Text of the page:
Albert Lea native discusses suffering loss, grief and more in bookPublished 9:00am Saturday, May 24, 2014
By Hannah Dillon
Following a horrible tragedy, a former Albert Lea resident wrote a book to help people who were put into the same situation as she was: losing a child to death.
Sullivan grew up on the north side of Albert Lea and lived her childhood out on Hawthorne Street. She went to Hawthorne Elementary School and her family was active at Trinity Lutheran Church.
Her family was involved with music at church and Sullivan sang in the chorus and in madrigals. After Hawthorne elementary she attended Albert Lea junior and senior high schools.
Albert Lea High School was where she met her husband, John Sullivan. She graduated in 1963 and went on to study for a year at Wartburg College in Waverly, Iowa.
After her year at Wartburg she finished her undergraduate degree at the University of Minnesota in 1967. She and her husband moved around a lot for his education, but after studying for a bit in Indiana she finished her graduate degree in counseling psychology at the University of St. Thomas in St. Paul.
She and her husband have been in St. Paul ever since.
However, in 2001, her 25-year-old daughter Melissa suffered a heart attack and was hospitalized. Sullivan worked in the same hospital in the psychology unit, and three hours after her daughter was brought to the emergency room she heard the news.
Sullivan’s daughter went into a coma following her heart attack, and 12 days later she ended up passing away. The heart attack probably came about because of a potassium deficiency in her daughter, who had an undiagnosed eating disorder, Sullivan said.
Sullivan said she started her book with what would end up as Chapter 26.
“My husband and myself had a profound experience of having people in our lives come to us in support,” Sullivan said. She said it was surprising that people continually supported them through their experience.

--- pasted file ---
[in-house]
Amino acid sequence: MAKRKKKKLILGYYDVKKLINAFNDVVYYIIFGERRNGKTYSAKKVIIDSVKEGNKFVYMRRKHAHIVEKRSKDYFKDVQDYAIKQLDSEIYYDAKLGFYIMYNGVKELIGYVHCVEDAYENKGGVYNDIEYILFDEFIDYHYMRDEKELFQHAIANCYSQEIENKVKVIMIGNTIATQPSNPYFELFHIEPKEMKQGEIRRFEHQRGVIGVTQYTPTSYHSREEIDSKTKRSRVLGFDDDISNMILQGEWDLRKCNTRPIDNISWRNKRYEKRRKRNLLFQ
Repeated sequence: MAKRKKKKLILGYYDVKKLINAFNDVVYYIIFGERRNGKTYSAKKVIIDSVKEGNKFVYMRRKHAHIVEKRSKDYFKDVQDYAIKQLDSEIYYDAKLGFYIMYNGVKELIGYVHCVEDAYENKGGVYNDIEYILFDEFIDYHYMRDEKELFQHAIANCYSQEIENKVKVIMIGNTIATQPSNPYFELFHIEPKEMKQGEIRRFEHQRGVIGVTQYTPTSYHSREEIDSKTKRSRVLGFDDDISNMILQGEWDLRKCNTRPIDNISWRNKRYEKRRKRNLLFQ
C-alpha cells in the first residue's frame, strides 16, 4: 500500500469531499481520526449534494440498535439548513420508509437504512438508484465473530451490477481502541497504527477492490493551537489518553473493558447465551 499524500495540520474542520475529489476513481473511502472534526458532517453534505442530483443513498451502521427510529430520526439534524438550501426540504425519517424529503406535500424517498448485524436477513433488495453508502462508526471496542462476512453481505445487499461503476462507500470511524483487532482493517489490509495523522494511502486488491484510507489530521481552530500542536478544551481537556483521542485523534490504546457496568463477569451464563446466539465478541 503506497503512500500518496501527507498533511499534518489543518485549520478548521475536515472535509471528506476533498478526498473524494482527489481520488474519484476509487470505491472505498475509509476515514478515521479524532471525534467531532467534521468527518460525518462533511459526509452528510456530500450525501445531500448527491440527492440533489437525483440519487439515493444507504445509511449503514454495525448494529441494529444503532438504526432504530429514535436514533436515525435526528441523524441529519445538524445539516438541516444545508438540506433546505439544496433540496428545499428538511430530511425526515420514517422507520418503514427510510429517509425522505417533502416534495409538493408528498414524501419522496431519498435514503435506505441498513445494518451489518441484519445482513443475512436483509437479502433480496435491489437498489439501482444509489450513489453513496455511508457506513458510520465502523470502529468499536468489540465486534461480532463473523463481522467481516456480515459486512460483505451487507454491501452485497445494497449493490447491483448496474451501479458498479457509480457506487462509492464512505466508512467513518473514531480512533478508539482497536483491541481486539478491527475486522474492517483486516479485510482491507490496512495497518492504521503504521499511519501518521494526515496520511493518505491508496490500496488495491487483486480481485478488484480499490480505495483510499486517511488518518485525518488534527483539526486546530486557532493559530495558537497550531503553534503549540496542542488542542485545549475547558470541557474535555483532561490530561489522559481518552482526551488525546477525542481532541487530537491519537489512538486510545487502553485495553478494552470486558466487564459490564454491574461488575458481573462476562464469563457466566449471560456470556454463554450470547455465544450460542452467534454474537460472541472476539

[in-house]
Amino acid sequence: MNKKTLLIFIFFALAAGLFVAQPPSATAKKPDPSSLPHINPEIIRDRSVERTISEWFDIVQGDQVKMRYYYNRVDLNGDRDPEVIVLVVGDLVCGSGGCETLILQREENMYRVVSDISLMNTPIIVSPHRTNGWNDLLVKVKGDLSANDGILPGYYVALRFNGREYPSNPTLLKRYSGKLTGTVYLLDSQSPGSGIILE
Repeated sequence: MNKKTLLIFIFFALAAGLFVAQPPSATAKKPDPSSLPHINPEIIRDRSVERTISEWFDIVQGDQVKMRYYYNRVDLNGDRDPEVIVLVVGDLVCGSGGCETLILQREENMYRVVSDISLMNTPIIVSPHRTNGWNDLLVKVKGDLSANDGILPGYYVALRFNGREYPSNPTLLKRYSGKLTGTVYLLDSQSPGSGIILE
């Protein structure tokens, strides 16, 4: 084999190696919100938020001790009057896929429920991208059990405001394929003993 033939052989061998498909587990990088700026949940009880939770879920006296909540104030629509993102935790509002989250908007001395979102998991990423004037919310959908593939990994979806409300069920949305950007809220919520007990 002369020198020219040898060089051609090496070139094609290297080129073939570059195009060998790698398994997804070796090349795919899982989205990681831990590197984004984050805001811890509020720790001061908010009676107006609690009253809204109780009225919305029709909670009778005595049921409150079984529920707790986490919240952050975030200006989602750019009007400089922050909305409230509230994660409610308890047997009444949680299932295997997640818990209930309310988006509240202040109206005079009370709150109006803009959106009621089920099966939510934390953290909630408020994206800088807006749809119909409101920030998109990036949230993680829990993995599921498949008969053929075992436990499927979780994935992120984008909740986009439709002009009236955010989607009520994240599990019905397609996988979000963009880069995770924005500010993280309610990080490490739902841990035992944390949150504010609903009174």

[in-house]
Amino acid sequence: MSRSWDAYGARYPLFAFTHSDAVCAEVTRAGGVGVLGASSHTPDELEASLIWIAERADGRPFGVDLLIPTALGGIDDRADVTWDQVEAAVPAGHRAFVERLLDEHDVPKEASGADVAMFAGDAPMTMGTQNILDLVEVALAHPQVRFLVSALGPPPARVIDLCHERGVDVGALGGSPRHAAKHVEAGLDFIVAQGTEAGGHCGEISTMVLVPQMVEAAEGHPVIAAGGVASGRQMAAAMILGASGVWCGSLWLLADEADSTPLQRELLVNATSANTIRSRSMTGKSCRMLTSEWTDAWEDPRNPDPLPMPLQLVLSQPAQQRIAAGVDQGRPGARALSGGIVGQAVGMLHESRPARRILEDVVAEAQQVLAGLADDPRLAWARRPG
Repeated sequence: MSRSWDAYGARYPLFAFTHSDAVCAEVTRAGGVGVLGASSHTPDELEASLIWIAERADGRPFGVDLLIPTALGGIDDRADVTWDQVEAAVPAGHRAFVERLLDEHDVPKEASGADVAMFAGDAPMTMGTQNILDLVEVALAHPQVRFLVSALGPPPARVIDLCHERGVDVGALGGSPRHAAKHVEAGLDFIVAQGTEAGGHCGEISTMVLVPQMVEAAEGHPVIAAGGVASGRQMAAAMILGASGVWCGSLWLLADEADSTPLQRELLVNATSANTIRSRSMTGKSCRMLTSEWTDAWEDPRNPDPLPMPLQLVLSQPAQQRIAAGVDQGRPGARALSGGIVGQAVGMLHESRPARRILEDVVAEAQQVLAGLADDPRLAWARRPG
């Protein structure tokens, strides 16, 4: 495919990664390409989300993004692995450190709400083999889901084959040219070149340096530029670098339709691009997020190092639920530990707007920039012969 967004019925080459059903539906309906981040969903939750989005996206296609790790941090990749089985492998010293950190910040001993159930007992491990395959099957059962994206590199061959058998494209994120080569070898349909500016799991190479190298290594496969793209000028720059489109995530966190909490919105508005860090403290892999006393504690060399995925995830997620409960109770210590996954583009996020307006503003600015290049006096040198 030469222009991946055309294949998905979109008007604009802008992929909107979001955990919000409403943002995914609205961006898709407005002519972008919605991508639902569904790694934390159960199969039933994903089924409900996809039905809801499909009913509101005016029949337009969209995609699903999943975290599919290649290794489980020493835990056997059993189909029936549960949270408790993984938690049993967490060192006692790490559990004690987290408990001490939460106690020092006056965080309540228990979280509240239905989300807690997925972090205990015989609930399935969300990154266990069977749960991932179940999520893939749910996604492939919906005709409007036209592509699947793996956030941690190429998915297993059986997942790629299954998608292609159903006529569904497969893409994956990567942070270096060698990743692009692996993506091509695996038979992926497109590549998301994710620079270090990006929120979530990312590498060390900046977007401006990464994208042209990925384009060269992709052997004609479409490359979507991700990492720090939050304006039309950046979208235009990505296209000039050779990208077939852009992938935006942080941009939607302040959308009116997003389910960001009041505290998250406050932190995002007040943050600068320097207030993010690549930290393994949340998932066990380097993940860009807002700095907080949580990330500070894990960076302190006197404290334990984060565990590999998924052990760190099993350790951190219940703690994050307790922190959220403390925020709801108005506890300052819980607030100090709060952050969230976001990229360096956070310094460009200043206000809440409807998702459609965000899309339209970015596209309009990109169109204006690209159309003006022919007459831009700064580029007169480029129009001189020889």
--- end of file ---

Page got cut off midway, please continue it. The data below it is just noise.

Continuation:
Sullivan said the main idea of her book is how important that network of supporters is to the grieving parents, and Part 3 of her book focuses primarily on those supporters.
Despite being invaluable, the supporters don’t know what to do, Sullivan said, but do the best they can in the situation. The parents don’t know what to do either.
Sullivan said it is a “tremendous, confusing, stressful time.”
While Sullivan said the supporters in her and her husband’s life were the core of the book, she realized everything would make more sense in context. Over 10 years she wrote her book, focusing on her daughter’s story and the progression of grief over time.
Using an analogy of Humpty Dumpty, Sullivan said that parents of a deceased child are much like the main character of the children’s rhyme: broken and unable to be put back together again. However, “you figure out over time how to put yourself back together,” Sullivan said.
She explained that you don’t know who you are for a while, but support over a long period of time helps with that. Three years after her daughter’s death, she and her husband reached something that she found out was called equilibrium.
Equilibrium, discussed in Part 4 of her book, is when people who have lost someone start to feel like themselves again. Sullivan described it as “the fragmentation I felt within myself began to clear up.”
And while Sullivan said she never intended to write about happy or joyful things when she started her book, the last chapter is titled “Return of Joy.” In the chapter, Sullivan talks about the joy her new grandchildren brought her and how that helped her heal.
Sullivan has received positive feedback on her book. It has a handful of good reviews on Amazon and Good Reads. She had a well-attended book reading at Good Common Books in St. Paul, and Sullivan said she received more praise there.
This is Sullivan’s first book, and while she had a great passion to write this book it took her a long time, and she said that she’d like to write more in the future — but probably not another book.
The biggest takeaway from this book comes back to the supporters, Sullivan said. There is no immediate response and no right word or gesture to make everything right, but it means a lot to the parents.
“Grief is a really really long, drawn out journey,” Sullivan said. “Just being there is helpful.”
Want the book?
Where to buy: Amazon
Price: $4.99 for Kindle
$10.25 for paperback
Also available at other bookstores such as Good Common Reads and Barnes & Noble.